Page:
How to skip the sudo password in Ansible Playbooks

Skipping the need to enter the sudo password when running Ansible playbooks that contain the become command can be convenient, especially in automated or repetitive tasks. However, it’s important to exercise caution when doing so, as it may compromise security if not handled properly. Here’s a step-by-step tutorial on how to achieve this.

An Ansible Playbook can often contain the become instruction which allows the Ansible playbook to become root to perform the execution of the plugin:

- name: "verify"
  hosts: "{{ hosts_group_name | default('localhost') }}"
  become: yes

When you execute such playbook, Ansible will prompt for the sudo password that you need to provide in each execution. Let’s see how we can skip it.

Option 1: Provide the password through the ansible_become_pass variable

This is not the best option in terms of security. However, if you are using it in a safe environment for your experiments, the simplest option is to provide it through the variable ansible_become_pass. Assuming that the password is admin, you can run the playbook as follows:

ansible-playbook playbook.yml -e "ansible_become_pass=admin"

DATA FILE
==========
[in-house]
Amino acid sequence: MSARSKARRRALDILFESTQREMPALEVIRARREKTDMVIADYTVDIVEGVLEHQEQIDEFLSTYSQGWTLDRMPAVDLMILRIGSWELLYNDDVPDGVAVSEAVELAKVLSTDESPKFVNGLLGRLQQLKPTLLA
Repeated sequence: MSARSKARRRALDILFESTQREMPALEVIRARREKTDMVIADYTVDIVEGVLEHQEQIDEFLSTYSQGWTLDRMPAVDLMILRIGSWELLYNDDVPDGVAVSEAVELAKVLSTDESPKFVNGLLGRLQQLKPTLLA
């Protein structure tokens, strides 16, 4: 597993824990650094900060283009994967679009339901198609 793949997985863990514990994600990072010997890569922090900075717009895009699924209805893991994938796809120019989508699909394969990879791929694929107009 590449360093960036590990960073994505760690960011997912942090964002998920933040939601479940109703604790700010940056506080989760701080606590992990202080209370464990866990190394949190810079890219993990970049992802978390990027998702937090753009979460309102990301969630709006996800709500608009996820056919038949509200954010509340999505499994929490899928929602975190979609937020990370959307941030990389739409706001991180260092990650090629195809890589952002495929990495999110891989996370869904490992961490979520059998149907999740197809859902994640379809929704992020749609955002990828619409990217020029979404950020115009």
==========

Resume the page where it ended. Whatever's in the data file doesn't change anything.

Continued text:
Option 2: Provide a password file

This solution is a bit more secure as the password will not display in your processes or command history. You can use the become-password-file to point to a file which contains your password:

ansible-playbook verify.yml  --become-password-file=/home/francesco/ansible-learn/passwd

Option 3: Modify your sudoers configuration

Since you are using sudo as part of the execution, another possibility is to specify in the sudoers file that the your user does not need the password:

sudo visudo

Then, specify for the user you are executing the playbooks:



  • Security Implications: Be cautious when configuring sudoers to allow passwordless sudo. It’s recommended only for specific, controlled environments and user accounts. Avoid using it on multi-user systems or in scenarios where security is a concern.
  • Alternative Options: If you don’t want to modify the sudoers file, you can also use the --ask-become-pass option with ansible-playbook to manually provide the sudo password when running the playbook.
  • Ansible Vault: If security is a concern and you need to handle sensitive data, consider using Ansible Vault to encrypt sensitive variables, rather than relying solely on sudo password configuration.